Article Title



J.A. Ter Har1, J.J. Hannigan2, C.D. Pollard1,2

1Oregon State University, Corvallis, OR; 2Oregon State University-Cascades, Bend, OR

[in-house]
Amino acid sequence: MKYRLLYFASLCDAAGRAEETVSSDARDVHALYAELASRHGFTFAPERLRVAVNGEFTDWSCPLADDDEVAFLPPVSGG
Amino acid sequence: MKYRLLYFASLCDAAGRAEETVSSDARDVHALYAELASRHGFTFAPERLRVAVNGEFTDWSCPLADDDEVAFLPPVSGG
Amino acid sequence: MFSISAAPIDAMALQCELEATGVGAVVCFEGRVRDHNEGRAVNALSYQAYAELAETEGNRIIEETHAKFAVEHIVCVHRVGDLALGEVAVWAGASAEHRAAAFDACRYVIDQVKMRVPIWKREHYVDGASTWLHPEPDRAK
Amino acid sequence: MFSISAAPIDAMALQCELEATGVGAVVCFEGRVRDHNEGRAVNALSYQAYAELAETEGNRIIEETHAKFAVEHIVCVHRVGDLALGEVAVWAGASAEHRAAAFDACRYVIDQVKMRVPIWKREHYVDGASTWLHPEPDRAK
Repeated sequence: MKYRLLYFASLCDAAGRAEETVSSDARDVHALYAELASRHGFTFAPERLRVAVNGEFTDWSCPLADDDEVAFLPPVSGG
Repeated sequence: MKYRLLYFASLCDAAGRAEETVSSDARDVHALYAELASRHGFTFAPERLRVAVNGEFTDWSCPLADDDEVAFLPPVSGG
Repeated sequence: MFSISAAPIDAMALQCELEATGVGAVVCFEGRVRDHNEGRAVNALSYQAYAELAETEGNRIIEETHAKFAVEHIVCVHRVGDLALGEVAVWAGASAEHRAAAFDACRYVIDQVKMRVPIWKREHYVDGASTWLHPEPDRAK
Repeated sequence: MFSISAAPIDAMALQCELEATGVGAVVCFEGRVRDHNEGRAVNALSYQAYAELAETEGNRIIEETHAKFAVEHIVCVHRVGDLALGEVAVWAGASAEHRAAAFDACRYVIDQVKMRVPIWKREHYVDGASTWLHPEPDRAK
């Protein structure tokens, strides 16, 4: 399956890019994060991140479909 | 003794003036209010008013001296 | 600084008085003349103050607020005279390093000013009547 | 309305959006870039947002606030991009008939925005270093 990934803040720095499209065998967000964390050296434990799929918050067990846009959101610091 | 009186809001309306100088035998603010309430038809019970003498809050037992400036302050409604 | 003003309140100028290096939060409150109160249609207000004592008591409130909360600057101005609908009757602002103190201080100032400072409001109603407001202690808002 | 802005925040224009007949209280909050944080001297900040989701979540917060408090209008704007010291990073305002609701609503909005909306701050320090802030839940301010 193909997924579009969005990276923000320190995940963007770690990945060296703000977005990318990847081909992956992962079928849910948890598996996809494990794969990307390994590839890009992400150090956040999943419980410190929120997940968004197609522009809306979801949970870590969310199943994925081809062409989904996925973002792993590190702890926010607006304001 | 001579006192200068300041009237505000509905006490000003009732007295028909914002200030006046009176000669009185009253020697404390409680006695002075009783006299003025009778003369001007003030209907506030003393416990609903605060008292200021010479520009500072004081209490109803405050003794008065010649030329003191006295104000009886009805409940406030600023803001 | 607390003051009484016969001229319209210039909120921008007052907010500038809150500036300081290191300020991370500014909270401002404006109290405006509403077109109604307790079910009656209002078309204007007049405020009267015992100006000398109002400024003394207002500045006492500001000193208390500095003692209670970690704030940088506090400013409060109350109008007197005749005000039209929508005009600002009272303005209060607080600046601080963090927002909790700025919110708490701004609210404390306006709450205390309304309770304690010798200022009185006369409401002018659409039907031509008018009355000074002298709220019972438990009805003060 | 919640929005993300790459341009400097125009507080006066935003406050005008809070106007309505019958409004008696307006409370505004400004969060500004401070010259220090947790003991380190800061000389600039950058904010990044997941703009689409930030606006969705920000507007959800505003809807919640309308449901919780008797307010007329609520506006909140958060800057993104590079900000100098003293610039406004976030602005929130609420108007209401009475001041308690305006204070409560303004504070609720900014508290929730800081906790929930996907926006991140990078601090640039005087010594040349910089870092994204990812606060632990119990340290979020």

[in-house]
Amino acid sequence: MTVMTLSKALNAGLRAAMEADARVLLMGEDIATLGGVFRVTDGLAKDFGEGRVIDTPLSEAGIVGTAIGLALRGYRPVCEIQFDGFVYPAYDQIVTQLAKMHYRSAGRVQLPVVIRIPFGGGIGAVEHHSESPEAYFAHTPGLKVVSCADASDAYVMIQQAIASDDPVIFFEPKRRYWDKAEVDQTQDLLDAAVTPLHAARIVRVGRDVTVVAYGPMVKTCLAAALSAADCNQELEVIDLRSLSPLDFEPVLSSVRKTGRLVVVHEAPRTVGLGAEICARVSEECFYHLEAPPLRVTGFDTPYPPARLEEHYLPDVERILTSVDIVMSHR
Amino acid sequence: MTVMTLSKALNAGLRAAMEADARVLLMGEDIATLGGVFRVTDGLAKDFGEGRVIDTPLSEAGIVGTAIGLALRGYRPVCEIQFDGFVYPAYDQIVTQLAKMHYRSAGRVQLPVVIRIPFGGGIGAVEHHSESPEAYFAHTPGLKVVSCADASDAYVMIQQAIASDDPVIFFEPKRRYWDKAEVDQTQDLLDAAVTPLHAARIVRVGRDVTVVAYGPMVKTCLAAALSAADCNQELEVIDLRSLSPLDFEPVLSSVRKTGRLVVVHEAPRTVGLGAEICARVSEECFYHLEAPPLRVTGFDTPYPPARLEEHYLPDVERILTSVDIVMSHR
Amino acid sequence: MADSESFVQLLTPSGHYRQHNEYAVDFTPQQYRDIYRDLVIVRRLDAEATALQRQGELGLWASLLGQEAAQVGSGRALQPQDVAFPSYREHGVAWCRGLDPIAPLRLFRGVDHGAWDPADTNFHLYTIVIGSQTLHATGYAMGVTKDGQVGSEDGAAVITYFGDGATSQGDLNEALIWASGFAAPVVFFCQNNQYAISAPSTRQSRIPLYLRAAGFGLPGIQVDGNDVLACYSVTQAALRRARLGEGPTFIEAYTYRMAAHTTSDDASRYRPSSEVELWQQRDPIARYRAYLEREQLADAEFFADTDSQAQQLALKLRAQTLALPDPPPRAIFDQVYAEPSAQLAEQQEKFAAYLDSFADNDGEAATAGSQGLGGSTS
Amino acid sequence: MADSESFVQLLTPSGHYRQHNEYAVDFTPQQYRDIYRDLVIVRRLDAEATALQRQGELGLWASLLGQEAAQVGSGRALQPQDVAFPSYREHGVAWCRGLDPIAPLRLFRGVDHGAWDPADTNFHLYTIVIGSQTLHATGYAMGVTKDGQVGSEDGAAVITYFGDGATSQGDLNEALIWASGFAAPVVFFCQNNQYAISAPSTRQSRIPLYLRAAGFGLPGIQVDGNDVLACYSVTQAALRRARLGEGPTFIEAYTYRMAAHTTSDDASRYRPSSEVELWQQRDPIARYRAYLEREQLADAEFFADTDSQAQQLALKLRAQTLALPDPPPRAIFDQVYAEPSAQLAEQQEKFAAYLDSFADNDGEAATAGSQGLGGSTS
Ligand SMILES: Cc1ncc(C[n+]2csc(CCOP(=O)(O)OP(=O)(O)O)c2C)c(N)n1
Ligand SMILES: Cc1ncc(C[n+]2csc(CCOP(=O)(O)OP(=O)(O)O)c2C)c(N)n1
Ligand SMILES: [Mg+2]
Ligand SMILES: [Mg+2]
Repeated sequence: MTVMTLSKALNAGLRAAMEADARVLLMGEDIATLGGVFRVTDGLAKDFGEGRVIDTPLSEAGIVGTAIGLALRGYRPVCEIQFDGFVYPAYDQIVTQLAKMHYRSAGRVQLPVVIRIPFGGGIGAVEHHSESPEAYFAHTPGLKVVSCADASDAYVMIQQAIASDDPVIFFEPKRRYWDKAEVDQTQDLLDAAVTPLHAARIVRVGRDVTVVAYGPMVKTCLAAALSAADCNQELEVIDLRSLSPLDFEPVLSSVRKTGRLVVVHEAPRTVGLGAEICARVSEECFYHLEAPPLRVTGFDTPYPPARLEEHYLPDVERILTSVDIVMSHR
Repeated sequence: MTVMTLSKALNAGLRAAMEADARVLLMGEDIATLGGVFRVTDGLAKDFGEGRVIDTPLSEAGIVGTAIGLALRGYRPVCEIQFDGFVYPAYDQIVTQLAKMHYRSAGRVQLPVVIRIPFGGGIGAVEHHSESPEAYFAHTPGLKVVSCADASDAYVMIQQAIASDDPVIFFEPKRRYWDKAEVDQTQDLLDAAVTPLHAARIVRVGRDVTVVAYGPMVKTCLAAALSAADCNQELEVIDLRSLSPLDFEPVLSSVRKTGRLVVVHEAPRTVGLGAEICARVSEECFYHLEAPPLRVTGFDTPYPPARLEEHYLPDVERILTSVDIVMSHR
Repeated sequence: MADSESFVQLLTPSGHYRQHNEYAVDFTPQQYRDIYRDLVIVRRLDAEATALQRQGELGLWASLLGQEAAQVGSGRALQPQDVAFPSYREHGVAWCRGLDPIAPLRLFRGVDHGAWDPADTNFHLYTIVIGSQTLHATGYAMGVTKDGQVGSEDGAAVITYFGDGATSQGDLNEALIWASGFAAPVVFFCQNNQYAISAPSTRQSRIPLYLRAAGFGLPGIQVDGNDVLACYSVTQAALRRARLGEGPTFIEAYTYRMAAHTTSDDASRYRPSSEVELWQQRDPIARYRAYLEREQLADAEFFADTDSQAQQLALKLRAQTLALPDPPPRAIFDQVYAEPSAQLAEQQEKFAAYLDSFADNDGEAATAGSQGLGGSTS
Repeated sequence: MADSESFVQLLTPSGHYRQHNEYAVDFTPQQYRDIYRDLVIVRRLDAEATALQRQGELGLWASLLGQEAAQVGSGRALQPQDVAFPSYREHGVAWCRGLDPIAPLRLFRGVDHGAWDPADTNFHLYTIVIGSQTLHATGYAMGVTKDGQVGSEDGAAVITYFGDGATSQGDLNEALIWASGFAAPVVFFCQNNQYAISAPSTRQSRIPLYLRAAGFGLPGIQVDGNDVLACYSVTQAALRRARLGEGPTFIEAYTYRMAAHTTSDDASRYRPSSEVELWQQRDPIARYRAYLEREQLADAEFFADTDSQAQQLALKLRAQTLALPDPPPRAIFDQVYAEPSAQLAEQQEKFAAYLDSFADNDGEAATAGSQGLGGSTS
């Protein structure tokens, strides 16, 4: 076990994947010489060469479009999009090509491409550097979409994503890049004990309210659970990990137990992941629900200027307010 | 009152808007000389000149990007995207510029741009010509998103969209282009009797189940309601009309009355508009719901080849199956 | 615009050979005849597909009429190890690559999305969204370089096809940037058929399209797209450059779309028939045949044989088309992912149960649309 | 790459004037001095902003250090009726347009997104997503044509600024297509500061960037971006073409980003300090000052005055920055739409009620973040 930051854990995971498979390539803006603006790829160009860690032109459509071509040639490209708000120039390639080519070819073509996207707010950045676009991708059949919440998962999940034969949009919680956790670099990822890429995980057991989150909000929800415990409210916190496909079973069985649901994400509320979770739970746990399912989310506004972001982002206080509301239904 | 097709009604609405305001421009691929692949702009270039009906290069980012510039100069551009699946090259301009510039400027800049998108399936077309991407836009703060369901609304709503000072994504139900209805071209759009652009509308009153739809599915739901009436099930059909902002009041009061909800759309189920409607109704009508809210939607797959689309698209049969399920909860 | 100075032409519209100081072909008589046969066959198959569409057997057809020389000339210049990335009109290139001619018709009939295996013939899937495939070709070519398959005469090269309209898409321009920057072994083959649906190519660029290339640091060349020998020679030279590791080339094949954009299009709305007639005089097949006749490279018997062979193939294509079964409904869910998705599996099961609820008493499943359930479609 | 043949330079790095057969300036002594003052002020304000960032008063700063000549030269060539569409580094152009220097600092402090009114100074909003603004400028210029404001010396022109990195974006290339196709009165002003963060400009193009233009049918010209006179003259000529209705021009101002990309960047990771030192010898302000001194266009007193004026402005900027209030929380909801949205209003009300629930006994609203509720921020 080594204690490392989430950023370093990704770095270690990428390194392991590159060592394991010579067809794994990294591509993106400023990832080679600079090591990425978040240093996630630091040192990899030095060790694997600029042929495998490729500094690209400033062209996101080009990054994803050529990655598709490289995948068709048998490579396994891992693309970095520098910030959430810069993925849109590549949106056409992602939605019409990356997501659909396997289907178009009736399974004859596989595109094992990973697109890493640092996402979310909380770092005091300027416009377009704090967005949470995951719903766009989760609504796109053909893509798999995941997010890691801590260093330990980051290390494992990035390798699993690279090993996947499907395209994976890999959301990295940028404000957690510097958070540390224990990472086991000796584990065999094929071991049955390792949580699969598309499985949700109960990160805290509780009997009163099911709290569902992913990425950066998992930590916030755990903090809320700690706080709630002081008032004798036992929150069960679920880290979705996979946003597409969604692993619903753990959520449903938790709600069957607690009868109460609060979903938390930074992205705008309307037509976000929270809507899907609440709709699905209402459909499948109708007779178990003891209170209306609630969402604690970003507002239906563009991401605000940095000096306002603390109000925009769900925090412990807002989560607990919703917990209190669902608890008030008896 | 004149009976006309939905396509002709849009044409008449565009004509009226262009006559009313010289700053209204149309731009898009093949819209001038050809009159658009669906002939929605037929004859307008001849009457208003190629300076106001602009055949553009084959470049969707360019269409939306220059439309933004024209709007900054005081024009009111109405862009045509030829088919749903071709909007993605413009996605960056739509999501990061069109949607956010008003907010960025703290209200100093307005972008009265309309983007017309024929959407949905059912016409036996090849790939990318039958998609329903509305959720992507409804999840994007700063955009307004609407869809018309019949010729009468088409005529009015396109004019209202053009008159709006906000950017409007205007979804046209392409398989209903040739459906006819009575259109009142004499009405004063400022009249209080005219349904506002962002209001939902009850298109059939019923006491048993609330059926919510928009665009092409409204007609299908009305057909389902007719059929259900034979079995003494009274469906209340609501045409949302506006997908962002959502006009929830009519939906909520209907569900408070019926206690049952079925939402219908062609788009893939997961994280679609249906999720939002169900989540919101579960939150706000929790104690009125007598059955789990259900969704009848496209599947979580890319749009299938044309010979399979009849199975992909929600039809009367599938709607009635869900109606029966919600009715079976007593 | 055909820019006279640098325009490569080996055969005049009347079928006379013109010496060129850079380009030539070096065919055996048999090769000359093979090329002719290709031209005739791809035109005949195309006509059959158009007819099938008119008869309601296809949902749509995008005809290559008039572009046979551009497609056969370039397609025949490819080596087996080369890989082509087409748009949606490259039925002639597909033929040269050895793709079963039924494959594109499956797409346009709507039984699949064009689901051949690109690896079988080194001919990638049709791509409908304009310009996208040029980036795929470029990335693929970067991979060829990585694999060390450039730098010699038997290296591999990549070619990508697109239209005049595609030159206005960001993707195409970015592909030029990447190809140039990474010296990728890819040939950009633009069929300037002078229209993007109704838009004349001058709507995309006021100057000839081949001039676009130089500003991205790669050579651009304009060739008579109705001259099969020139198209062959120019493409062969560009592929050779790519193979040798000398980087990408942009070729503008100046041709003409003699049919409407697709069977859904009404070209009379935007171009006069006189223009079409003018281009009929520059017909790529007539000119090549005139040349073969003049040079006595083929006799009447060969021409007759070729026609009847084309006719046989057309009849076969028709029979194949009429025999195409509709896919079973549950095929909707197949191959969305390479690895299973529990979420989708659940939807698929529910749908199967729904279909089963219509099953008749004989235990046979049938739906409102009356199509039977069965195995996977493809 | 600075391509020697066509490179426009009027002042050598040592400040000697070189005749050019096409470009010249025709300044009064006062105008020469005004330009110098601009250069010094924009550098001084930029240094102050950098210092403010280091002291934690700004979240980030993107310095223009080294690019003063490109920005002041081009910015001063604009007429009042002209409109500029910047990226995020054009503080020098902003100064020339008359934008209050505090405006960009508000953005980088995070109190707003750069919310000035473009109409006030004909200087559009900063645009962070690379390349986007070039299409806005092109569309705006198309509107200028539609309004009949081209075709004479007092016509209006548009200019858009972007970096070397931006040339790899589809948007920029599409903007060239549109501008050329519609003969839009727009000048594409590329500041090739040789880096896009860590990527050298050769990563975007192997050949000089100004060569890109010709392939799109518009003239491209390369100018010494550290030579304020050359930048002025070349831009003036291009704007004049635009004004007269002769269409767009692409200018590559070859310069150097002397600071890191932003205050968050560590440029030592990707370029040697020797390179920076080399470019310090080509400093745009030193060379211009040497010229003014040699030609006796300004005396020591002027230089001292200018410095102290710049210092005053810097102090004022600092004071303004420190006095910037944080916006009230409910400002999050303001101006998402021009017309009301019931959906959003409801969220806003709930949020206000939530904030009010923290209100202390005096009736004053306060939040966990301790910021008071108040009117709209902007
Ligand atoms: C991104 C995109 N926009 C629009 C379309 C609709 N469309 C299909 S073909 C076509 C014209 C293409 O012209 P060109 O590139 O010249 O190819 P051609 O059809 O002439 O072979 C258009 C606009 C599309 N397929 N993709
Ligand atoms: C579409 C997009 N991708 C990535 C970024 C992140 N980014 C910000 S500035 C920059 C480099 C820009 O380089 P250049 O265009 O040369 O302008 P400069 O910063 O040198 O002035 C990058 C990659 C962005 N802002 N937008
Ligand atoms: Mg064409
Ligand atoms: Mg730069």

Individuals who undergo anterior cruciate ligament reconstruction (ACLR) are approximately 15 times more likely to suffer a second anterior cruciate ligament injury, but the underlying reason for this phenomenon is unclear. Recent research has shown that individuals post-ACLR exhibit kinematic limb asymmetries during running and various hop tests. However, few studies have assessed limb asymmetry post-ACLR during a high-risk task such as cutting and drop-landing. PURPOSE: To assess kinematic asymmetry between ACLR and healthy limbs during a cutting and drop-landing task. METHODS: Subjects consisted of 12 individuals post-ACLR (seven females and five males) who were cleared by their orthopedic surgeon to return to full activity. Subjects ran down a 7-meter runway and performed a 45-degree cutting maneuver in the direction opposite to their planting limb. This task was performed for the right and left limb. Subjects then performed a drop-landing task by dropping down off a box and then immediately performing a maximal effort vertical jump. Four successful trials of each task were collected using an 8-camera 3D motion analysis system (250 Hz) and software was used to calculate joint kinematics. Paired t-tests compared kinematics between limbs for both tasks (α = 0.05). RESULTS: During the cutting task peak hip flexion was significantly greater in the non-surgical limb (p = 0.029), and a trend for greater peak knee flexion was found in the non-surgical limb (p = 0.068). Sagittal plane excursions were also greater at the hip (p < 0.01), knee (p = 0.041), and ankle (p = 0.019) in the non-surgical limb. During the drop-landing task there was a trend for greater sagittal plane excursion at the knee (p= 0.08) and ankle (p= 0.055) in the non-surgical limb. Combined sagittal angle excursion of the hip, knee, and ankle were greater for the non-surgical limb during the cutting task (p < 0.01) and a similar trend was seen during the DVJ task (p= 0.057). CONCLUSION: These findings support that asymmetries exist between ACLR and healthy limbs after returning to full activity, especially during a cutting task. The magnitude of the asymmetries seems to be single-limb task specific. This avoidance behavior of the surgical limb suggests that further rehabilitation is necessary in these ACLR individuals in an effort to reduce their risk of re-injury.

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